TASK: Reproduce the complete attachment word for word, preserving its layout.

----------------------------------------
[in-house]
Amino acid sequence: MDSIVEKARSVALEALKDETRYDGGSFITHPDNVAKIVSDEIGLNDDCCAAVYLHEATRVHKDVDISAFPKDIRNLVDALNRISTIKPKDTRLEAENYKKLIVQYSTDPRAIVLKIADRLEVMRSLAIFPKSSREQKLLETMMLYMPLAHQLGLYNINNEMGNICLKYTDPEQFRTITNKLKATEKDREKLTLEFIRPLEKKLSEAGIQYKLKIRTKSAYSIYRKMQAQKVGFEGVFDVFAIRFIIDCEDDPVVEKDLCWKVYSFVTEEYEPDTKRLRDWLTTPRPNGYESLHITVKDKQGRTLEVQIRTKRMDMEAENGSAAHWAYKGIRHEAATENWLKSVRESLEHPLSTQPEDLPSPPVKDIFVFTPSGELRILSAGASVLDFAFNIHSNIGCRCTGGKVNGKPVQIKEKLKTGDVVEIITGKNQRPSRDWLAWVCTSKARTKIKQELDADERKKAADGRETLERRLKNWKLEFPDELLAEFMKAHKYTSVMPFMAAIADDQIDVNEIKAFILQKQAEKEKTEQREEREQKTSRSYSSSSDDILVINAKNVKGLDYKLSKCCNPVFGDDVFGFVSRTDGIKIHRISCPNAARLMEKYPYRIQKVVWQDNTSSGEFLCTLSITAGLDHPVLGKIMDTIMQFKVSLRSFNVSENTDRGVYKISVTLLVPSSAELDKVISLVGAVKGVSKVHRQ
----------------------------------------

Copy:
[in-house]
Amino acid sequence: MDSIVEKARSVALEALKDETRYDGGSFITHPDNVAKIVSDEIGLNDDCCAAVYLHEATRVHKDVDISAFPKDIRNLVDALNRISTIKPKDTRLEAENYKKLIVQYSTDPRAIVLKIADRLEVMRSLAIFPKSSREQKLLETMMLYMPLAHQLGLYNINNEMGNICLKYTDPEQFRTITNKLKATEKDREKLTLEFIRPLEKKLSEAGIQYKLKIRTKSAYSIYRKMQAQKVGFEGVFDVFAIRFIIDCEDDPVVEKDLCWKVYSFVTEEYEPDTKRLRDWLTTPRPNGYESLHITVKDKQGRTLEVQIRTKRMDMEAENGSAAHWAYKGIRHEAATENWLKSVRESLEHPLSTQPEDLPSPPVKDIFVFTPSGELRILSAGASVLDFAFNIHSNIGCRCTGGKVNGKPVQIKEKLKTGDVVEIITGKNQRPSRDWLAWVCTSKARTKIKQELDADERKKAADGRETLERRLKNWKLEFPDELLAEFMKAHKYTSVMPFMAAIADDQIDVNEIKAFILQKQAEKEKTEQREEREQKTSRSYSSSSDDILVINAKNVKGLDYKLSKCCNPVFGDDVFGFVSRTDGIKIHRISCPNAARLMEKYPYRIQKVVWQDNTSSGEFLCTLSITAGLDHPVLGKIMDTIMQFKVSLRSFNVSENTDRGVYKISVTLLVPSSAELDKVISLVGAVKGVSKVHRQ